Secaucus Secaucus Journal 5/20/2004 – 2/4/2010 Recent Obituaries
Secaucus Jersey Journal 1/16/1999 – Current Recent Obituaries
Secaucus Hudson Dispatch 4/15/2010 – 10/20/2011 Recent Obituaries
Sewell News Report 8/26/2004 – 1/22/2009 Recent Obituaries
Somerville Messenger-Gazette, The: Web Edition Articles 1/24/2010 – Current Recent Obituaries
Somerville Chronicle 6/11/2005 – 3/3/2007 Recent Obituaries
Somerville Messenger-Gazette 6/9/2005 – Current Recent Obituaries
Sparta Sparta Independent 5/18/2005 – Current Recent Obituaries
Summit, Berkeley Heights, New Providence Independent Press 8/2/2006 – Current Recent Obituaries
Summit, Berkeley Heights, New Providence Independent Press: Web Edition Articles 10/23/2008 – Current Recent Obituaries
Teaneck Teaneck Suburbanite 10/2/2009 – Current Recent Obituaries
Trenton Trenton Evening Times 1/7/1883 – 3/15/1993 Newspaper Archives
Trenton Trenton State Gazette 1/12/1847 – 12/31/1898 Newspaper Archives
Trenton Trenton Federalist 12/2/1800 – 12/27/1824 Newspaper Archives
Trenton True American 3/10/1801 – 9/21/1818 Newspaper Archives
Trenton New-Jersey Gazette 3/4/1778 – 11/27/1786 Newspaper Archives
Trenton Sentinel 6/26/1880 – 11/13/1882 Newspaper Archives
Trenton New Jersey State Gazette 9/19/1792 – 12/31/1799 Newspaper Archives
Trenton Emporium and true american 6/16/1827 – 12/13/1828 Newspaper Archives
Trenton Miscellany 6/10/1805 – 12/2/1805 Newspaper Archives
Trenton Times of Trenton, The: Web Edition Articles 1/15/2009 – Current Recent Obituaries
Trenton Trentonian 4/12/2000 – 2/20/2012 Recent Obituaries
Trenton Times 3/21/2007 – Current Recent Obituaries
Verona, Cedar Grove Verona-Cedar Grove Times 10/2/2009 – Current Recent Obituaries
Warren Warren Reporter 6/28/1997 – Current Recent Obituaries
Wayne Wayne Today 10/14/2009 – Current Recent Obituaries
West Milford AIM West Milford 10/9/2009 – Current Recent Obituaries
West Milford West Milford Messenger 1/7/2005 – Current Recent Obituaries
Westfield Westfield Record-Press 6/10/2005 – 9/26/2008 Recent Obituaries
Williamstown Plain Dealer 11/1/2002 – 1/22/2009 Recent Obituaries
Willingboro, Burlington Burlington County Times 12/16/2002 – Current Recent Obituaries
Woodbridge Woodbridge Sentinel 11/5/2003 – Current Recent Obituaries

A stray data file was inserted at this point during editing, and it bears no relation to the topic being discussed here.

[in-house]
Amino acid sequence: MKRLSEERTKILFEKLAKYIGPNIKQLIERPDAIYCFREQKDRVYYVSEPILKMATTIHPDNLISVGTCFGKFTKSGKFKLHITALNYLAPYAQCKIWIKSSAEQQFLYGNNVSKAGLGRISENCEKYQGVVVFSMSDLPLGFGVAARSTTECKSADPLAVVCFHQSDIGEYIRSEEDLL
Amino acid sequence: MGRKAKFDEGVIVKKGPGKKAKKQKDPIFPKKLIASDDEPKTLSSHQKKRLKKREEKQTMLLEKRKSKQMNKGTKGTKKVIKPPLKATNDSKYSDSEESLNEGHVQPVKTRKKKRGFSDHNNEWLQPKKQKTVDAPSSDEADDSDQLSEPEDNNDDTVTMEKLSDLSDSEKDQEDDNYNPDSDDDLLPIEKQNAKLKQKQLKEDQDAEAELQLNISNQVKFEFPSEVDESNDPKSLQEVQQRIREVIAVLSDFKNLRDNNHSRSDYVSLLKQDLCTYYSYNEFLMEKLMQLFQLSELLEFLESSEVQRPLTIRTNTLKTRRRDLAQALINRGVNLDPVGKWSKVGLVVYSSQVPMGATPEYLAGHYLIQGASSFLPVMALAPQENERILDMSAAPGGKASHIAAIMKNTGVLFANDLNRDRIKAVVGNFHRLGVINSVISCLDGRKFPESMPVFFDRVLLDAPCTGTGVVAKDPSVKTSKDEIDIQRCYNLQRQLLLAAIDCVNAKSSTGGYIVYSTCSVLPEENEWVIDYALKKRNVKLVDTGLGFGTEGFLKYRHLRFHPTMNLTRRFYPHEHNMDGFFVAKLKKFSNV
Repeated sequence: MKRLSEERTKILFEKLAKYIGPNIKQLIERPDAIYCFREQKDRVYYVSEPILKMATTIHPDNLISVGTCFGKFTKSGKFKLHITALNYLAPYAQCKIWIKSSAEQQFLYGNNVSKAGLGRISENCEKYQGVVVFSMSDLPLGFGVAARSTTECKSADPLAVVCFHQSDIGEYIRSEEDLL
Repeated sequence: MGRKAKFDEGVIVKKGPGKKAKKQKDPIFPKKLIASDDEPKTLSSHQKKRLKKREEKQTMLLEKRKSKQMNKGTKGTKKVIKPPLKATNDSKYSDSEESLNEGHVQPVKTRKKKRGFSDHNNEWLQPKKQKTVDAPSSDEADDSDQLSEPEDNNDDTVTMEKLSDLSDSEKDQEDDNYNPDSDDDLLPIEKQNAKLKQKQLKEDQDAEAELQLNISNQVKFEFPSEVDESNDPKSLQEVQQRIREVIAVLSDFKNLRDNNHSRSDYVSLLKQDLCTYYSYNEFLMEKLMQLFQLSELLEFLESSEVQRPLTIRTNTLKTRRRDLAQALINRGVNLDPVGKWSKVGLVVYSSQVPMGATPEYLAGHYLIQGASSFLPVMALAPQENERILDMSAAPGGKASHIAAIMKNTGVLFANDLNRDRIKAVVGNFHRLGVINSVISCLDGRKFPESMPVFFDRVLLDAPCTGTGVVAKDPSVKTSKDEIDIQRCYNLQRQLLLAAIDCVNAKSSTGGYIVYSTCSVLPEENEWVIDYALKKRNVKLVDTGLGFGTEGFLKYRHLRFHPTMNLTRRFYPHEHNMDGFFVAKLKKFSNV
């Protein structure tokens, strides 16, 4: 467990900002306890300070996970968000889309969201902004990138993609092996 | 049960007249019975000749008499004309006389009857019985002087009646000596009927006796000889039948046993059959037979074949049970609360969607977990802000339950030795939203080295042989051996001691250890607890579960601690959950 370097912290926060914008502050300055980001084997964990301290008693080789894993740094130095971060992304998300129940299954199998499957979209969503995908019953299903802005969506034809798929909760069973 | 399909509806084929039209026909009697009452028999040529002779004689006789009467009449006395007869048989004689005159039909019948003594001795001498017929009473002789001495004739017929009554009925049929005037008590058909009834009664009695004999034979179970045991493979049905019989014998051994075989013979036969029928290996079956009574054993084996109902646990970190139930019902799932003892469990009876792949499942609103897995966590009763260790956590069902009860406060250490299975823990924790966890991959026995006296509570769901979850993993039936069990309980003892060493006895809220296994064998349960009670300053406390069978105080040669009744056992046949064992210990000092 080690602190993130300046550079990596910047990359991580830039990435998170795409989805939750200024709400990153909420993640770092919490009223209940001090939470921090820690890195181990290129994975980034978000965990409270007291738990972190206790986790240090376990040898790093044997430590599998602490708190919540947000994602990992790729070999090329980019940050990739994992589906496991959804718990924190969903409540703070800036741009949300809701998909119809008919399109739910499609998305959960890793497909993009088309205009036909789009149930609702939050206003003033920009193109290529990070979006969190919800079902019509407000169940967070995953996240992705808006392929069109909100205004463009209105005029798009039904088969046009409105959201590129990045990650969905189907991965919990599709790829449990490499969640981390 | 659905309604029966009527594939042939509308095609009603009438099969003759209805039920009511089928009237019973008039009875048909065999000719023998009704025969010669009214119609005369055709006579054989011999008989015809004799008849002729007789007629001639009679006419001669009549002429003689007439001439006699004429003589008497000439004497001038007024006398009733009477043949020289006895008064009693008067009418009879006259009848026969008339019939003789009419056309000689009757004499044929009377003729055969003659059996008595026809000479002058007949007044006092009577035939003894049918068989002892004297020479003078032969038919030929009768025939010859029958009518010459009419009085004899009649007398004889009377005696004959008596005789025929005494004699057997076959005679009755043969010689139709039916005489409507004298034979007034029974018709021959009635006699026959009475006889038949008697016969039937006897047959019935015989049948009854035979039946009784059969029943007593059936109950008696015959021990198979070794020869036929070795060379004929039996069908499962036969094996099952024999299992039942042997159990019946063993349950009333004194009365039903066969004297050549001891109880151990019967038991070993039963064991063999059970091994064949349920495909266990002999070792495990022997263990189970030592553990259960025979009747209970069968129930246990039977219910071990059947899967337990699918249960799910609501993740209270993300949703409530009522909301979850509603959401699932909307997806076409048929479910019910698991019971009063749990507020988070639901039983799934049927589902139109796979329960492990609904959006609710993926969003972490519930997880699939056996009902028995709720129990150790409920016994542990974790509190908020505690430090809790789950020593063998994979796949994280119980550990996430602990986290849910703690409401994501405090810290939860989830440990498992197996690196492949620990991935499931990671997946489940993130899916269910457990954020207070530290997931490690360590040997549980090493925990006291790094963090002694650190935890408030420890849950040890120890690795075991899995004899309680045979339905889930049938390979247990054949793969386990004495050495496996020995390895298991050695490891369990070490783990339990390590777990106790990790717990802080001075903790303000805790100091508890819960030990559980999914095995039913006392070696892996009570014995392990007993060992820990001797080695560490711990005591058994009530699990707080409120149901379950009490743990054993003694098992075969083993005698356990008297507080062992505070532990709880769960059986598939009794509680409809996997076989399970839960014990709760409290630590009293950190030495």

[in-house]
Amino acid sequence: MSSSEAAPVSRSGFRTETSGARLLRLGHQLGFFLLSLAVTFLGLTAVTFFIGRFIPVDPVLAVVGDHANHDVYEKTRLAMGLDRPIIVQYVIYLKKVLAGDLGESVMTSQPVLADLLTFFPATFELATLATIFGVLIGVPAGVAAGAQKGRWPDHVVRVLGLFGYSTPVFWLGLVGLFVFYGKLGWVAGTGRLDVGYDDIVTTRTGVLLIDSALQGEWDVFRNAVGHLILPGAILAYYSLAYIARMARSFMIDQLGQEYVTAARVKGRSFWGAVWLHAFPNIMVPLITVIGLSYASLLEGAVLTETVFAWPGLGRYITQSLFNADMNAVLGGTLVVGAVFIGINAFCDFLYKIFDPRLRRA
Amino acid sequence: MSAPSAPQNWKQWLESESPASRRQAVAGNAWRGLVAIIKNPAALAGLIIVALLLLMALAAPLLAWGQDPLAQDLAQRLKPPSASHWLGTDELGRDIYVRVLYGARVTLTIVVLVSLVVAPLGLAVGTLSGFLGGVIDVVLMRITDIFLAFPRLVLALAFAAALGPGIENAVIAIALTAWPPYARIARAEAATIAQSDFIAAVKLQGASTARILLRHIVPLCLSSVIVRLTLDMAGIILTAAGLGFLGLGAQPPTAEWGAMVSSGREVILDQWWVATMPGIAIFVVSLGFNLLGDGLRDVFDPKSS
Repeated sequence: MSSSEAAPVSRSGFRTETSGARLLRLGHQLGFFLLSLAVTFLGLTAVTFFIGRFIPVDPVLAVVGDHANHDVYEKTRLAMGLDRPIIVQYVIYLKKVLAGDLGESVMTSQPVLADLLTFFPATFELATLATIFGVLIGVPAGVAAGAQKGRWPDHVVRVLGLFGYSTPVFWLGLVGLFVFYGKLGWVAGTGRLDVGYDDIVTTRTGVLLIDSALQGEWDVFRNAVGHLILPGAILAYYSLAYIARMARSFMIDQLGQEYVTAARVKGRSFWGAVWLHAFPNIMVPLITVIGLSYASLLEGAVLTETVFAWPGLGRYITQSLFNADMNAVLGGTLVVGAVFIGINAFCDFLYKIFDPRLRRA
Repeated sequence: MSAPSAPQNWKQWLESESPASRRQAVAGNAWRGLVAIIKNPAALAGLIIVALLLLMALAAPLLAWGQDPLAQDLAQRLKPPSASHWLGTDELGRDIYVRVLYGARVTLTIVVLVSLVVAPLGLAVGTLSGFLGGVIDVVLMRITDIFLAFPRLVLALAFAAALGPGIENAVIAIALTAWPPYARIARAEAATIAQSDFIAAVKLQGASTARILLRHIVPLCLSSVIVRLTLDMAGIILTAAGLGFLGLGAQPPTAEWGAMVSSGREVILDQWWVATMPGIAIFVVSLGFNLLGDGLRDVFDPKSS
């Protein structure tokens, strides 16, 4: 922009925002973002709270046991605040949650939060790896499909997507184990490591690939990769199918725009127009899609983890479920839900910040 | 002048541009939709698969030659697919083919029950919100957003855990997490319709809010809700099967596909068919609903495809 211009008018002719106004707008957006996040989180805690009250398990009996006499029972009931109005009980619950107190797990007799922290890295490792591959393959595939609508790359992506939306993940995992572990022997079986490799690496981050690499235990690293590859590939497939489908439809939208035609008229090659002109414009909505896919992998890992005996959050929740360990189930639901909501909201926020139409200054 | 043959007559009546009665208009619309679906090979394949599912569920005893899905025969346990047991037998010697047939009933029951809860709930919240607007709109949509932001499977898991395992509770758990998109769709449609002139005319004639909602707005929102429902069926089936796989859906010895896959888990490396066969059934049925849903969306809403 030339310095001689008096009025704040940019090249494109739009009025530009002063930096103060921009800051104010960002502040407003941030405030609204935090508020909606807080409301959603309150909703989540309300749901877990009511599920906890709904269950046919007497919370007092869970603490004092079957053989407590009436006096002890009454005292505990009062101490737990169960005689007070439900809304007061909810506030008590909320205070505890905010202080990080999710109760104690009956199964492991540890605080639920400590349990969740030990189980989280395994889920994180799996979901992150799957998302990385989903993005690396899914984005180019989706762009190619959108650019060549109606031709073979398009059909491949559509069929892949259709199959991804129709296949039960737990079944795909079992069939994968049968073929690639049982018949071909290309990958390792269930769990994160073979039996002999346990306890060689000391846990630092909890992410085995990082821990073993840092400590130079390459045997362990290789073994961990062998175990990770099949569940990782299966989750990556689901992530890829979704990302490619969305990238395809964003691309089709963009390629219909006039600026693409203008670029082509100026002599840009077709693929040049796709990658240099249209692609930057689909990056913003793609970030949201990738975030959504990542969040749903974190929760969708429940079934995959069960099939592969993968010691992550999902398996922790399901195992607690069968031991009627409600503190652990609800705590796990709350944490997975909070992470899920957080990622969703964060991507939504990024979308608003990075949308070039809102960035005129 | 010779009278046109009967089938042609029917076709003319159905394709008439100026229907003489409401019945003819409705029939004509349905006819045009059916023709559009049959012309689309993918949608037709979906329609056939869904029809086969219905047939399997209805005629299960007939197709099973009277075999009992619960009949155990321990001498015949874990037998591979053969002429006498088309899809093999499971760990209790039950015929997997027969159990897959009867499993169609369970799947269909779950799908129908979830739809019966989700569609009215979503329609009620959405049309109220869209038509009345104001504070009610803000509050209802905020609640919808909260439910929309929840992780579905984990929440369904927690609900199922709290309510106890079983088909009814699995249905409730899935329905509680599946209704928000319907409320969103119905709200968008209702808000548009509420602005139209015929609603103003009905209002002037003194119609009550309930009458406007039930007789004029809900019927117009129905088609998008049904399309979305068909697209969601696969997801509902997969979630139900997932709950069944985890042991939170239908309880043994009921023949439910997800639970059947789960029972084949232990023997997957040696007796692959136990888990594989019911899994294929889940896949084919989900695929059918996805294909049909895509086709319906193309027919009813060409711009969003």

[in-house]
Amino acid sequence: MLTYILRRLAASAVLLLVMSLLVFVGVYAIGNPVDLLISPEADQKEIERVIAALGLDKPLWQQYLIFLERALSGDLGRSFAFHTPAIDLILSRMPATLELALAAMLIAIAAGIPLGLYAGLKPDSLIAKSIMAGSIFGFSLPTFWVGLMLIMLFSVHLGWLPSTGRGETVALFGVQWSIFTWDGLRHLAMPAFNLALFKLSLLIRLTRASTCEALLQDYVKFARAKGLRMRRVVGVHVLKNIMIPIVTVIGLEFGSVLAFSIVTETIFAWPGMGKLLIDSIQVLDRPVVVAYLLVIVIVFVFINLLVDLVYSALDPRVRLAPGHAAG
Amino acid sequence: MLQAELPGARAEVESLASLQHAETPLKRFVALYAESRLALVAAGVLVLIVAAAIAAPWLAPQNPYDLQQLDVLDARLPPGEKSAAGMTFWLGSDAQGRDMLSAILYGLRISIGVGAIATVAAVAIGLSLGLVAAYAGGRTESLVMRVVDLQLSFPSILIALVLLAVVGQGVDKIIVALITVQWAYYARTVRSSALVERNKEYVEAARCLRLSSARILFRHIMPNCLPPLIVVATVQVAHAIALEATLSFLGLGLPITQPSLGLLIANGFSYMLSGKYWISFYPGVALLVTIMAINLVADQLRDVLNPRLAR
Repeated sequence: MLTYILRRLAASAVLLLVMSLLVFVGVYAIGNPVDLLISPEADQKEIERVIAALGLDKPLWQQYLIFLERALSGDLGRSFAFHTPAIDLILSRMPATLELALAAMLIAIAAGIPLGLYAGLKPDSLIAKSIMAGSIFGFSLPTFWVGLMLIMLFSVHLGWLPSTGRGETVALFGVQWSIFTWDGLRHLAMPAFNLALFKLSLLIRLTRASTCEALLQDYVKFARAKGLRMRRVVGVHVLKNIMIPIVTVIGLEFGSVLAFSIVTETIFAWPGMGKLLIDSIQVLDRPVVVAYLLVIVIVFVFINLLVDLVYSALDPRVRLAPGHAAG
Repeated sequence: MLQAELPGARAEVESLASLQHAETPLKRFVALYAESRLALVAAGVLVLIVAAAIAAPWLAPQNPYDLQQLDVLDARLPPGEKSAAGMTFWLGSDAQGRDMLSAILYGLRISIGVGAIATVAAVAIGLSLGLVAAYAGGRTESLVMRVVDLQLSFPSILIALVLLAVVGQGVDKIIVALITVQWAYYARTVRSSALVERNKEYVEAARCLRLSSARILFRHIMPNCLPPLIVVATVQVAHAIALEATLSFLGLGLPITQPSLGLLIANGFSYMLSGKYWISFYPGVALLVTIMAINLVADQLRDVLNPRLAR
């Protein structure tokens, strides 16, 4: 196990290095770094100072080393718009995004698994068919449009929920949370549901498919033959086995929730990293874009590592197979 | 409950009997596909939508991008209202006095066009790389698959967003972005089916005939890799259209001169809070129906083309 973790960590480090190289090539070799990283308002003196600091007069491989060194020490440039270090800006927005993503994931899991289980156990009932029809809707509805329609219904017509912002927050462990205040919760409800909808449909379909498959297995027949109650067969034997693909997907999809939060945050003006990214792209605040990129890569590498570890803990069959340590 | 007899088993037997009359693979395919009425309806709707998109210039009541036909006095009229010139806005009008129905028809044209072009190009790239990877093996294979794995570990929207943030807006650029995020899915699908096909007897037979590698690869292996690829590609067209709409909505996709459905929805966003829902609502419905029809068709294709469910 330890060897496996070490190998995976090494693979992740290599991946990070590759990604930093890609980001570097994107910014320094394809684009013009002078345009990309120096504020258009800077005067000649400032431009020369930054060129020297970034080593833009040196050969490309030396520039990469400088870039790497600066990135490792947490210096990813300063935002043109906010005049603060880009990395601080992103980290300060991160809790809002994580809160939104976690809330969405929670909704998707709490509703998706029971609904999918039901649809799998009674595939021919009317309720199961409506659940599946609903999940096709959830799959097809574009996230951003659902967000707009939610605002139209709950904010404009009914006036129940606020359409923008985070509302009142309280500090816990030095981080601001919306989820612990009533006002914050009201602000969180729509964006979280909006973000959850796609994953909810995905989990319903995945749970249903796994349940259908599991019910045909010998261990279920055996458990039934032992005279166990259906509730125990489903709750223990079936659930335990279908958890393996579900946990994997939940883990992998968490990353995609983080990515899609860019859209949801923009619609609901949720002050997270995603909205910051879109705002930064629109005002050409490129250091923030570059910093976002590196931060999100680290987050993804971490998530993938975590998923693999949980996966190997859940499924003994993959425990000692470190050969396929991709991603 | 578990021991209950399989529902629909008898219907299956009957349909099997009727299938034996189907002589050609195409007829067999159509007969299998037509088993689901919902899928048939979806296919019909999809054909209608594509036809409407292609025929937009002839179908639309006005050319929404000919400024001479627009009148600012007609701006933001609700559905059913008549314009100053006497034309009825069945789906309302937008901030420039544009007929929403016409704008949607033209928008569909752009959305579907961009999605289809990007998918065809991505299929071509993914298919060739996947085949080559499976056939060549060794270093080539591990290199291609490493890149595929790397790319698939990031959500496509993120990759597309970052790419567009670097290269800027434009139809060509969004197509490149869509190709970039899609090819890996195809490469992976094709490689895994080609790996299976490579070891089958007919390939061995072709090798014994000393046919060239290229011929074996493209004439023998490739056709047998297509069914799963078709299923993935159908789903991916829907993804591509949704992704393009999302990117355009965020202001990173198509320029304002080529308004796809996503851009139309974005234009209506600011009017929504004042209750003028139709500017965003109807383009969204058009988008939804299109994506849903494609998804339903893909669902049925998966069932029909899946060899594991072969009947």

Woodbury Woodbury Daily Times 2/3/1897 – 12/30/1922 Newspaper Archives
Woodbury Gloucester County Times 12/24/2004 – 11/5/2012 Recent Obituaries
Woodbury Gloucester County Times, The: Web Edition Articles 3/12/2007 – Current Recent Obituaries
Woodbury South Jersey Times 11/9/2012 – Current Recent Obituaries
Woodland Park Herald News 7/30/1998 – Current Recent Obituaries

You can either print or create a PDF version of this Blog post by simply clicking on the green “Print/PDF” button below. The PDF version makes it easy to save this post onto your desktop or portable device for quick reference—all the New Jersey newspaper links will be live.

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Researching Our Old Family Vacation Destinations with Newspapers

Introduction: Scott Phillips is a genealogical historian and owner of Onward To Our Past® genealogy services. In this guest blog post, Scott reminisces about a wonderful vacation at a Wyoming ranch his family enjoyed when he was 11—and supplements his memories by searching in old newspapers for articles about the R Lazy S ranch.

My mom passed away recently and as a son and genealogist, you must know that I have been doing a lot of reminiscing. Most often I have found myself thinking of all the things my mom taught me in life. She was a woman who moved with urgency and purpose, enjoying a wide variety of interests, and she cultivated those traits in my older sisters and me.

One of the memories that came back to me was of one of our quintessential “family car vacations.” This one happened to be what the family still refers to as “Scott’s Summer Vacation.” My folks decided that my sisters and I needed to see the grand sites of the Western United States. I was bouncing-off-the-ceiling happy that our vacation destinations included such places as the Grand Canyon, Mount Rushmore, Petrified Forest, Painted Desert, several more U.S. National Parks, and concluded with a week at a “Dude Ranch.” Now, I will admit right here that my sisters were hoping more for Western sights such as Las Vegas and San Francisco, but off we went in the family station wagon—complete with the third seat facing rearward.

The dude ranch was truly the highlight of the trip for me. For a boy of about 11, “real” cowboys, outhouses, a potbellied stove in my cabin, learning to rope a calf, and riding into the Grand Tetons every day simply could not be beat. Finally from my memory banks came the name of the ranch we stayed at: the R Lazy S. The brand, I still recall, was an upright “R” with an “S” on its side.

photo of the sign for the R Lazy S ranch, Jackson Hole, Wyoming

Photo: sign for the R Lazy S ranch, Jackson Hole, Wyoming. Credit: courtesy of the R Lazy S ranch.

I wanted to find out more about this boyhood memory of mine, so I did a quick check of GenelaogyBank.com to see if there might be something.

To my delight and surprise, on my first search in GenealogyBank’s Historical Newspaper Archives I got results!